MS News That Caught My Eye Last Week: Deep Brain Stimulation, Evobrutinib, Hydroxychloroquine, Ocrevus and PML

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by Ed Tobias |

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Deep Brain Stimulation May Help With MS-associated Tremors

Deep brain stimulation (DBS) has been used to treat people with Parkinson’s disease and essential tremor, and in some cases, those with MS who have severe tremors, when other treatments have failed. The treatment involves implanting electrodes in the brain so that electric impulses can be used to stimulate an area of the brain involved with motor function. There are benefits to using DBS, but there are also risks.

Deep brain stimulation (DBS) effectively reduces tremors in people with multiple sclerosis (MS), but may lead to worsening symptoms and speech problems, according to a review study.

While these findings support the use of DBS for treating this common, disabling MS symptom, larger studies using standardized measures of tremors would help to assess the risk-benefit profile of DBS accurately in this patient population.

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#ECTRIMS2021 – Trial Analyses Support Evobrutinib for Relapsing MS

Evobrutinib blocks the activity of the Bruton’s tyrosine kinase (BTK) protein, which is involved in the activation of immune cells. By doing that, researchers hope the medication will reduce immune activity and lower the nervous system inflammation that results in MS. Research results are good so far, according to an advance report of a study that will be presented at the European Committee for Treatment and Research in Multiple Sclerosis. But note that this study is only in its second phase. A Phase 3 trial has not yet been announced.

Treatment with evobrutinib, an experimental therapy for relapsing forms of multiple sclerosis (MS), reduced the size of inflammation-associated brain lesions in a Phase 2 clinical trial, data show.

The oral medication was also found to be generally safe and well tolerated, according to an analysis of trial data in MS and other autoimmune diseases.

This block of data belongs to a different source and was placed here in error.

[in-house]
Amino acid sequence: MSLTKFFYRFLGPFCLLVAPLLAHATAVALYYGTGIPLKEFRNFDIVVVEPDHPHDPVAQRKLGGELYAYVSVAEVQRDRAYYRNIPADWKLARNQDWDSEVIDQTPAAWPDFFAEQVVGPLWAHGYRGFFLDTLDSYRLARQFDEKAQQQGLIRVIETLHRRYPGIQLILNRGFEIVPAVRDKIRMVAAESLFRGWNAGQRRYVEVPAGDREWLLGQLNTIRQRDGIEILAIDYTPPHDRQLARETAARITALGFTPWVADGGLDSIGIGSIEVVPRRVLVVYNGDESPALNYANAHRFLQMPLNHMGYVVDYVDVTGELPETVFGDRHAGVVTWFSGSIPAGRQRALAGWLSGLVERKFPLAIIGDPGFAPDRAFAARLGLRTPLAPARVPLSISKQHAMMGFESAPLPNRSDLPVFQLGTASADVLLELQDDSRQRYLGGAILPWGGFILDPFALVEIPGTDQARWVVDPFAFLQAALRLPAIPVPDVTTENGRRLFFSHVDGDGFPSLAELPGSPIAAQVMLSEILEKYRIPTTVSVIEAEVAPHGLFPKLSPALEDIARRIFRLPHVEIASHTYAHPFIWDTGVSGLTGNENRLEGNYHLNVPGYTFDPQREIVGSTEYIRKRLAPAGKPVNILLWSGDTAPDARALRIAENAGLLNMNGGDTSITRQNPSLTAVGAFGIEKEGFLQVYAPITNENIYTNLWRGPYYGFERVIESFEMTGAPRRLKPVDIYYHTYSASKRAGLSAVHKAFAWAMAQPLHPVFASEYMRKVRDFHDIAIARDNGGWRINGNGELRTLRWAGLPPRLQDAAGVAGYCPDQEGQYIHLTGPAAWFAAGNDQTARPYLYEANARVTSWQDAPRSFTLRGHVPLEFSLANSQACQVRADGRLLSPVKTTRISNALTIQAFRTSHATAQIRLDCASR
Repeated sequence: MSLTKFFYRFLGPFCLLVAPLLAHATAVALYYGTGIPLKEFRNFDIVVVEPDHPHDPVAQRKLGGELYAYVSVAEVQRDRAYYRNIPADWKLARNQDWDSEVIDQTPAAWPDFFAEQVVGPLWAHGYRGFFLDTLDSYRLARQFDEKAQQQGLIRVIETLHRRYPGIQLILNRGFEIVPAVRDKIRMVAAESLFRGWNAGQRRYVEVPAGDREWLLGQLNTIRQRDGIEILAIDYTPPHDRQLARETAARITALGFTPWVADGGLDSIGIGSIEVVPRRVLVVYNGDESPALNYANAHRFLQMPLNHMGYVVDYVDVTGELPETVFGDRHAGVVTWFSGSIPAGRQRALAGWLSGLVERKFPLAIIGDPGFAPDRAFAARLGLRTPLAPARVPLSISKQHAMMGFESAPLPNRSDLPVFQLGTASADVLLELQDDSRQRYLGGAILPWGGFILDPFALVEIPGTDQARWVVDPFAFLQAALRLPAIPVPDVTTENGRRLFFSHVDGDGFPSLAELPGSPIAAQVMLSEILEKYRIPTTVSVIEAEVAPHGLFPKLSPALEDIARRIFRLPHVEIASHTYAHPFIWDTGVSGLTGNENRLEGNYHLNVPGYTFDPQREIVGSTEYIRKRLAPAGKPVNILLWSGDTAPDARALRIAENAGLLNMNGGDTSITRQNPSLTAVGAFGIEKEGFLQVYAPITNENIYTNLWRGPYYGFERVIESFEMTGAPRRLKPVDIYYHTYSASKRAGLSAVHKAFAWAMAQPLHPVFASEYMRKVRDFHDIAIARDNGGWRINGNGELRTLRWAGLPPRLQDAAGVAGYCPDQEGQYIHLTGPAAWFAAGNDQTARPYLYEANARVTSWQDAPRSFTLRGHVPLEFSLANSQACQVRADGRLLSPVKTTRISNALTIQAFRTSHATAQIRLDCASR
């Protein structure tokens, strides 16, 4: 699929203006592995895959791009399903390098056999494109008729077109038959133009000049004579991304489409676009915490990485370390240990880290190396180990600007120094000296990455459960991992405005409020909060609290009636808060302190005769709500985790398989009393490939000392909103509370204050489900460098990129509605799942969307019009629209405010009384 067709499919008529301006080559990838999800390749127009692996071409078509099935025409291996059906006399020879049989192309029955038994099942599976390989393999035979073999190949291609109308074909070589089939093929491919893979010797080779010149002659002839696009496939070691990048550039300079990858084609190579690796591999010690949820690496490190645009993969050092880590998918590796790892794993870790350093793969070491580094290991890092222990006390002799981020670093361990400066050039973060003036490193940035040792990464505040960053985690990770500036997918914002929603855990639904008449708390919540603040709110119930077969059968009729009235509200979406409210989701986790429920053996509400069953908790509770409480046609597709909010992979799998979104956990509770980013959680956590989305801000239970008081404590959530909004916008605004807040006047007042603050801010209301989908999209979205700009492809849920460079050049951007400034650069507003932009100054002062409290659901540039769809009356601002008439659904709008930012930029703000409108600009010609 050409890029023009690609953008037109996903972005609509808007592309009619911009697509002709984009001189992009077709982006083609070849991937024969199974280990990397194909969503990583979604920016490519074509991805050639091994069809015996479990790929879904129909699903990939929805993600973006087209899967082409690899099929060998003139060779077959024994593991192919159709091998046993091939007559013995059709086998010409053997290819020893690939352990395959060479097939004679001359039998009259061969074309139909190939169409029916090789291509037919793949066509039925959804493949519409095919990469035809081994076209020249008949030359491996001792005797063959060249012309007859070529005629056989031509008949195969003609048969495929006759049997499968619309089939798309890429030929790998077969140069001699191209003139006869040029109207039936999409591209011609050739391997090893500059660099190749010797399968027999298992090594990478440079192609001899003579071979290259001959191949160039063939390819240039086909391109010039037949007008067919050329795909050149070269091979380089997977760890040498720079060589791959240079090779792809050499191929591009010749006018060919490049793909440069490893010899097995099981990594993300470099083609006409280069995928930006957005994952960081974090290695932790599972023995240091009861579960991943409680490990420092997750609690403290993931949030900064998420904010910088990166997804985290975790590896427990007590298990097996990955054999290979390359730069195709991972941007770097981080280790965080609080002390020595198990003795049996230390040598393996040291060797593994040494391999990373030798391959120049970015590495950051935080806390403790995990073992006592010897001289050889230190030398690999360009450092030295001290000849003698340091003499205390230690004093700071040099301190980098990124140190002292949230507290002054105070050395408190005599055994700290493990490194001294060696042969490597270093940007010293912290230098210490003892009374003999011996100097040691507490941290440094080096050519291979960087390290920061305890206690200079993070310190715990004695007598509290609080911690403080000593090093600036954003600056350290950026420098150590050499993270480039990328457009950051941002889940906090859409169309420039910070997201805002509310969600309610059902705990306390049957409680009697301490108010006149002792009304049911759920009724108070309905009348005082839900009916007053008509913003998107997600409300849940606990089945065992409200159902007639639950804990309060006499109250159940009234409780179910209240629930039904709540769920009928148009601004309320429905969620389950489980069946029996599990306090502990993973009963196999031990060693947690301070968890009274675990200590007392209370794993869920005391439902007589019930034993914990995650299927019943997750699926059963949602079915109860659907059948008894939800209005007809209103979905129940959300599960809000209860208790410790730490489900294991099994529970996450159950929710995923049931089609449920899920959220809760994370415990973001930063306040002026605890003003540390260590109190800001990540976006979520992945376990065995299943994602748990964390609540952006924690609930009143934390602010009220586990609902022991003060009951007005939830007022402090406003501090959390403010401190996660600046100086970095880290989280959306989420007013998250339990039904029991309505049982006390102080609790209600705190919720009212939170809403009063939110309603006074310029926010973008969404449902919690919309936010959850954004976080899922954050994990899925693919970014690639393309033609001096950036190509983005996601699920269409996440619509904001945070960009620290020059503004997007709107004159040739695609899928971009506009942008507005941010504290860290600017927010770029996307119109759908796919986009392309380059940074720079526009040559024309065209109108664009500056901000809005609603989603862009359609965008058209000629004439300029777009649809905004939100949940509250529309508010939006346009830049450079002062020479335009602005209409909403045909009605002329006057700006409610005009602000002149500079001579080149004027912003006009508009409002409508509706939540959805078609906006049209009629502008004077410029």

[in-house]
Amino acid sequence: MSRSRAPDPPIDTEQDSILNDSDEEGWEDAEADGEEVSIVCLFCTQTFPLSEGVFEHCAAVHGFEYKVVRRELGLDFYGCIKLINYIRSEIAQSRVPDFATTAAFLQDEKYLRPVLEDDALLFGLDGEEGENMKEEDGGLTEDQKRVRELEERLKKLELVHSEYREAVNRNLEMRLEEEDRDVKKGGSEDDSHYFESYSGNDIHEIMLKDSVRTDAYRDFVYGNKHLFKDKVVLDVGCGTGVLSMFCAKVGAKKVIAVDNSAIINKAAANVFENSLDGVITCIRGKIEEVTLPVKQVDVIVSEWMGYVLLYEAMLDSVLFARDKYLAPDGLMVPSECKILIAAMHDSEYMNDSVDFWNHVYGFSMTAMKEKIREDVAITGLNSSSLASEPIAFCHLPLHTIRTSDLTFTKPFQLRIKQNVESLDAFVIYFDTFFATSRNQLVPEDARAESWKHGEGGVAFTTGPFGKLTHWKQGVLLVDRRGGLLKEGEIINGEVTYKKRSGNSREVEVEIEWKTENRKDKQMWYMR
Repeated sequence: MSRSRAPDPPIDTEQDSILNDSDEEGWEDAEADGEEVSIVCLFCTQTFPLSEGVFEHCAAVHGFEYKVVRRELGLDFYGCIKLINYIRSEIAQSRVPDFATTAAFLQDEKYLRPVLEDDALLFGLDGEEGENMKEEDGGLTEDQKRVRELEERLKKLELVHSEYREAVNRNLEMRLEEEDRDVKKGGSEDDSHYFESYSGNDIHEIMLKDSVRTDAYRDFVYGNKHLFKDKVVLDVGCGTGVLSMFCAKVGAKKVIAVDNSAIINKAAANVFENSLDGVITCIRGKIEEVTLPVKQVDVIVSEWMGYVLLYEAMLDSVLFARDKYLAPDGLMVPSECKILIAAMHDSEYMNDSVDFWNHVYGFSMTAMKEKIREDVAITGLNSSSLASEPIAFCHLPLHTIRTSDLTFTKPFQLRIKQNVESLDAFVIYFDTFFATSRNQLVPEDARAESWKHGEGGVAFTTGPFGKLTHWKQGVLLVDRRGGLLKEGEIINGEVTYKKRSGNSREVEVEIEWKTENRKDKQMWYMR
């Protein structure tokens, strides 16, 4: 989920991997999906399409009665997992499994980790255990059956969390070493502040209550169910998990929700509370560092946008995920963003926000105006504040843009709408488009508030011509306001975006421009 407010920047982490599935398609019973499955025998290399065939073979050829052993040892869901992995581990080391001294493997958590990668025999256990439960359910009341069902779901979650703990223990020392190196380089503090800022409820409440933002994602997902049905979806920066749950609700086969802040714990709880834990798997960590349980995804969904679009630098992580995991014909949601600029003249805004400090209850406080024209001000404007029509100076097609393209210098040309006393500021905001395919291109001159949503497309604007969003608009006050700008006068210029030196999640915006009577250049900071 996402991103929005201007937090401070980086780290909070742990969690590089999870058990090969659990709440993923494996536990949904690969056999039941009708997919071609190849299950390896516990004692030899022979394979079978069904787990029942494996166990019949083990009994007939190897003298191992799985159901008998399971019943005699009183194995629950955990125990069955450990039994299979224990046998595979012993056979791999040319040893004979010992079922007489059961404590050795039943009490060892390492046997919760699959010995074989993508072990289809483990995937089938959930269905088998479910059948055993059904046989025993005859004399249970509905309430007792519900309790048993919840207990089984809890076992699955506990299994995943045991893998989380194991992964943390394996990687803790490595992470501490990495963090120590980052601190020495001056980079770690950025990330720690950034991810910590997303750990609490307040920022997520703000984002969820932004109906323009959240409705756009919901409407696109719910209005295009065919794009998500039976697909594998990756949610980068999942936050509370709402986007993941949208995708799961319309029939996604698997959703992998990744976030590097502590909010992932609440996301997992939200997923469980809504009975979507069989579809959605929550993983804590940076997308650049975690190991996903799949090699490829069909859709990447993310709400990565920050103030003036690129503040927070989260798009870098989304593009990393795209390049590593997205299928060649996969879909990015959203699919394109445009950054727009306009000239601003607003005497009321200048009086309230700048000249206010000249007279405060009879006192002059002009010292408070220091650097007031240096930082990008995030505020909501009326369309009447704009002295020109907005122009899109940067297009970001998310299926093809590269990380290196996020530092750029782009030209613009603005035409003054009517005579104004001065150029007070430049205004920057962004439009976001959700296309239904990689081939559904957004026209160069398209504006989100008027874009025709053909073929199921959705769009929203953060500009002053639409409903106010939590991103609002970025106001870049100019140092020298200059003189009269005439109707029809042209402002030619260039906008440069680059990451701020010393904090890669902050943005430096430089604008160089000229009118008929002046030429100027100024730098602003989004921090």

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Hydroxychloroquine Shows Potential to Treat PPMS in Phase 2 Trial

Remember that medication that some thought was a miracle cure for COVID-19? It’s now being researched as a treatment for primary-progressive MS (PPMS), apparently because it can reduce the activity of the immune system. Only one medication is approved for treating PPMS, so this certainly catches my eye. If hydroxychloroquine gets to a Phase 3 trial, I’ll definitely pay attention.

Treatment with hydroxychloroquine, an anti-malaria medication, appeared to help slow disability progression among people with primary-progressive multiple sclerosis (PPMS) in a small, proof-of-concept clinical trial.

Hydroxychloroquine “is a promising treatment candidate for PPMS and should be investigated further in randomized controlled clinical trials,” its researchers wrote.

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1 Year of Ocrevus Not Linked to Higher Risk of Brain Infection PML

Since Ocrevus was approved in the U.S. several years ago, a few cases of the brain disease PML have been reported in people receiving that treatment. But most of those patients had received other disease-modifying therapies before Ocrevus, so the level of risk associated with Ocrevus by itself has been unclear. This study of 42 Ocrevus users noted: “Our results showed that [Ocrevus] therapy in [JC virus]-positive patients is safe and did not determine PML cases.” Hopefully, this will help ease the PML concerns of people being treated with Ocrevus.

One year of Ocrevus (ocrelizumab) treatment does not increase the risk for a rare brain infection — called progressive multifocal leukoencephalopathy (PML) — in people with multiple sclerosis (MS), a study suggests.

The study, “Risk Assessment of Progressive Multifocal Leukoencephalopathy in Multiple Sclerosis Patients during 1 Year of Ocrelizumab Treatment,” was published in the journal Viruses.

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Note: Multiple Sclerosis News Today is strictly a news and information website about the disease. It does not provide medical advice, diagnosis, or treatment. This content is not intended to be a substitute for professional medical advice, diagnosis, or treatment. Always seek the advice of your physician or other qualified health provider with any questions you may have regarding a medical condition. Never disregard professional medical advice or delay in seeking it because of something you have read on this website. The opinions expressed in this column are not those of Multiple Sclerosis News Today or its parent company, BioNews, and are intended to spark discussion about issues pertaining to multiple sclerosis.


Ben Smoke avatar

Ben Smoke

I have SPMS. I have suffered partial seizures and finally one Grand Mal Seizure before being put on Leviteraciturn for seizures. This took an MRI that connected my seizure condition to my MS. I also have essential tremor in my right hand. I am 77 and can barely walk with a cane. I say all this to let you know that I would never allow electrodes to be planted in my brain.

Ed Tobias avatar

Ed Tobias

Hi Ben,

I'm sorry that you've had so much trouble. It's hard for me to say whether I'd consider DBS if my condition made me a candidate for it. Everything is a risk/benefit decision and what's right for one might not be right for another.



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